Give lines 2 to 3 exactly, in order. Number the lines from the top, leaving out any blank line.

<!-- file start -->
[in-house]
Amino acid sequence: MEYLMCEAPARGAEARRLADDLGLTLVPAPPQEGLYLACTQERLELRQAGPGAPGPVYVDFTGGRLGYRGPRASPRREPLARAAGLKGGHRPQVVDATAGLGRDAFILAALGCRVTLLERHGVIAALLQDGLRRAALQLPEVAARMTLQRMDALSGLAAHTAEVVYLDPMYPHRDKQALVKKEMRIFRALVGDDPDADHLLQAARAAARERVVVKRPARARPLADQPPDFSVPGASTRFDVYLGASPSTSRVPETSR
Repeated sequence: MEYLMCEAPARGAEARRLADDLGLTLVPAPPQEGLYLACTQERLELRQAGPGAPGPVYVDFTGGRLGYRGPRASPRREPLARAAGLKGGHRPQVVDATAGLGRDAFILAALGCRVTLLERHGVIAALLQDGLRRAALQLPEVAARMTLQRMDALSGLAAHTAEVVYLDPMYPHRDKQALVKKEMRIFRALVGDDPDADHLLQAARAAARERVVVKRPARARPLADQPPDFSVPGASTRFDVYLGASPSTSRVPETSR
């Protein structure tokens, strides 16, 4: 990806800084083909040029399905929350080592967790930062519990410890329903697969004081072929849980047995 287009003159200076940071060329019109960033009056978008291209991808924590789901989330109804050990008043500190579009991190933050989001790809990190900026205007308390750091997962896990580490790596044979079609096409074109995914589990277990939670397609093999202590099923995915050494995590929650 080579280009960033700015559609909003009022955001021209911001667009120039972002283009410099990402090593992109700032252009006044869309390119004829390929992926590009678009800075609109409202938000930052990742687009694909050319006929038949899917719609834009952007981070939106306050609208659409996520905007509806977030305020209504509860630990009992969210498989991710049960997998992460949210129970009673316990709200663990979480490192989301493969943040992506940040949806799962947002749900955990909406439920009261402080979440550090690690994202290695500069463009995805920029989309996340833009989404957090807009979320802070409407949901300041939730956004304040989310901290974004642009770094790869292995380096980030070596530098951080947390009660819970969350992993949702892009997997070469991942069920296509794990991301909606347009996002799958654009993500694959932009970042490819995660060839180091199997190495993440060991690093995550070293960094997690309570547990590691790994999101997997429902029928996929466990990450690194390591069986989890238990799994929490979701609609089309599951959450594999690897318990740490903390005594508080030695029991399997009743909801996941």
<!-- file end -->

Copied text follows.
Amino acid sequence: MEYLMCEAPARGAEARRLADDLGLTLVPAPPQEGLYLACTQERLELRQAGPGAPGPVYVDFTGGRLGYRGPRASPRREPLARAAGLKGGHRPQVVDATAGLGRDAFILAALGCRVTLLERHGVIAALLQDGLRRAALQLPEVAARMTLQRMDALSGLAAHTAEVVYLDPMYPHRDKQALVKKEMRIFRALVGDDPDADHLLQAARAAARERVVVKRPARARPLADQPPDFSVPGASTRFDVYLGASPSTSRVPETSR
Repeated sequence: MEYLMCEAPARGAEARRLADDLGLTLVPAPPQEGLYLACTQERLELRQAGPGAPGPVYVDFTGGRLGYRGPRASPRREPLARAAGLKGGHRPQVVDATAGLGRDAFILAALGCRVTLLERHGVIAALLQDGLRRAALQLPEVAARMTLQRMDALSGLAAHTAEVVYLDPMYPHRDKQALVKKEMRIFRALVGDDPDADHLLQAARAAARERVVVKRPARARPLADQPPDFSVPGASTRFDVYLGASPSTSRVPETSR